Photos: From corsets to Wonderbras, museum takes on lingerie
"It was something that a woman could wear within her home but you would greet your guests at home for tea in this garment, so you still wanted something really fashionable, as luxurious as you could afford, but it was something that could be worn without a corset. We don’t see tea gowns today."
SEDUCTION AND EROTICISM
The British company Agent Provocateur, founded in 1994 by Joseph Corre, the son of Vivienne Westwood, and his now ex-wife, Serena Rees, represents a turning point in lingerie’s modern history, Hill said. They opened their first boutique in 1996.
"They were selling lingerie that was highly eroticized, things that were high end and beautifully made, so they’re classy yet they’re taking a cue from things like the old Frederick’s of Hollywood catalogs that are just really overtly erotic," she said.
The evocative nature combined with high-end craftsmanship offered by Agent Provocateur led to a greater acceptance of eroticized undergarments and lingerie, Hill said. The company now operates boutiques around the world.
Pre-Wonderbra, women looking for some help in the bust department relied on "gay deceivers," an early 20th-century euphemism for falsies that could be placed inside bras, Hill said.
"Even some corsets from the 19th century have these kind of falsies built into them, so the idea of augmenting your natural breast size in some way is very old and probably impossible to trace all the way back," she said.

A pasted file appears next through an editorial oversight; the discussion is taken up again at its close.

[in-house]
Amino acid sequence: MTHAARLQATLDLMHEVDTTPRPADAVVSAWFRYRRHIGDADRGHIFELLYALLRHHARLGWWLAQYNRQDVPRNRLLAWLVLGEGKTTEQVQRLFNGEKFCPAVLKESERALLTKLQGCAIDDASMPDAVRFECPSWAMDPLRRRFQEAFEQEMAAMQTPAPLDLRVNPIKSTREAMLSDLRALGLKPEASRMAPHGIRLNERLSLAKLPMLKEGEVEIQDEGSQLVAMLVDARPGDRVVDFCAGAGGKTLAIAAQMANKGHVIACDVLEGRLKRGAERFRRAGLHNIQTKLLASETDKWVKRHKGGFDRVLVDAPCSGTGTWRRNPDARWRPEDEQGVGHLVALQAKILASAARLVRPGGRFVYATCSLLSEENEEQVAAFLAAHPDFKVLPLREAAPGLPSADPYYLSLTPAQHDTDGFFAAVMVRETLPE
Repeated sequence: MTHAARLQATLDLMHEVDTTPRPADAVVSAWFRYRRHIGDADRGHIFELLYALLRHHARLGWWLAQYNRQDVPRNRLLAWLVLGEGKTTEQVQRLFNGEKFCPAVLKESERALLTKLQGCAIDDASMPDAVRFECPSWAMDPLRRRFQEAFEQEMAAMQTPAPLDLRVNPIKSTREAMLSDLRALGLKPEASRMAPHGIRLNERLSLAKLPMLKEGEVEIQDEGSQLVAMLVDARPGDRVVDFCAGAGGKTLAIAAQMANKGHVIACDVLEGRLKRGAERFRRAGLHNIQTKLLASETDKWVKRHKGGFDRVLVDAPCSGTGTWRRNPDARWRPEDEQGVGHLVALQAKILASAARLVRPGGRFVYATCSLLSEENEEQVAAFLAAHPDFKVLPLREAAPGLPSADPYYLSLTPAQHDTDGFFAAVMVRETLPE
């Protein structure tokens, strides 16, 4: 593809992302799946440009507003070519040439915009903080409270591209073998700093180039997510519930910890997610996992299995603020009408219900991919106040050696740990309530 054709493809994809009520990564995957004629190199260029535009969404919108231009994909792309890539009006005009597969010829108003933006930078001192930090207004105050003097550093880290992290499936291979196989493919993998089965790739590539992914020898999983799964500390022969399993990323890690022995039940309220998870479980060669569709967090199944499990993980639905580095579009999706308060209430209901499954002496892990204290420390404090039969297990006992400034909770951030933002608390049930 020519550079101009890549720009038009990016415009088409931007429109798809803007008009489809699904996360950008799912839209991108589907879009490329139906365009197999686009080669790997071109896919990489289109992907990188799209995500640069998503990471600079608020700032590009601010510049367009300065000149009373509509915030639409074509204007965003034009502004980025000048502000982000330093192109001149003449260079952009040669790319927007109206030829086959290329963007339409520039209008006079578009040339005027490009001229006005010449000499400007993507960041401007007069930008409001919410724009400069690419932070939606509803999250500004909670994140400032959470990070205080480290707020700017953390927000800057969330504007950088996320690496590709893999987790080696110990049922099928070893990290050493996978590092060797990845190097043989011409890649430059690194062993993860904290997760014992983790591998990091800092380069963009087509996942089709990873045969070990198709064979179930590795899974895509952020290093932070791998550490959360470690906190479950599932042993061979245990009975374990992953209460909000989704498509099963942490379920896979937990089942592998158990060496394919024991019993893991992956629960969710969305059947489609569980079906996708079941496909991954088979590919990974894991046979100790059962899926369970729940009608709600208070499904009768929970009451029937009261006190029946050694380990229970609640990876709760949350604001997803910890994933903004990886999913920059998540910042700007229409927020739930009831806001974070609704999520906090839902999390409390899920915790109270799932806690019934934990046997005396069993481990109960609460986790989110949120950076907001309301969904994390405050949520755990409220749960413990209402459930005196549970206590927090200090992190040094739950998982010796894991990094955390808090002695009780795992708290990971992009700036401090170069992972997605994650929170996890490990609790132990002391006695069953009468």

Enter the Wonderbra, with its plunge, padding and pushup via underwire. According to some reports, the name was first trademarked in the U.S. in 1955 but came out of Canada in 1939 as developed by Moses Nadler, founder of a corset company. It wasn’t until the early 1990s that the Wonderbra really took off, Hill said.
Sales were driven by a 1994 ad campaign that featured smiling model Eva Herzigova looking down at her breasts in a Wonderbra with the tagline: "Hello Boys." The popularity of the ad, including billboards, sent sales skyrocketing. At one point demand exceeded supplies, Hill said.
"There’s an urban legend that when people saw these billboards on the street they would literally cause traffic accidents," she said.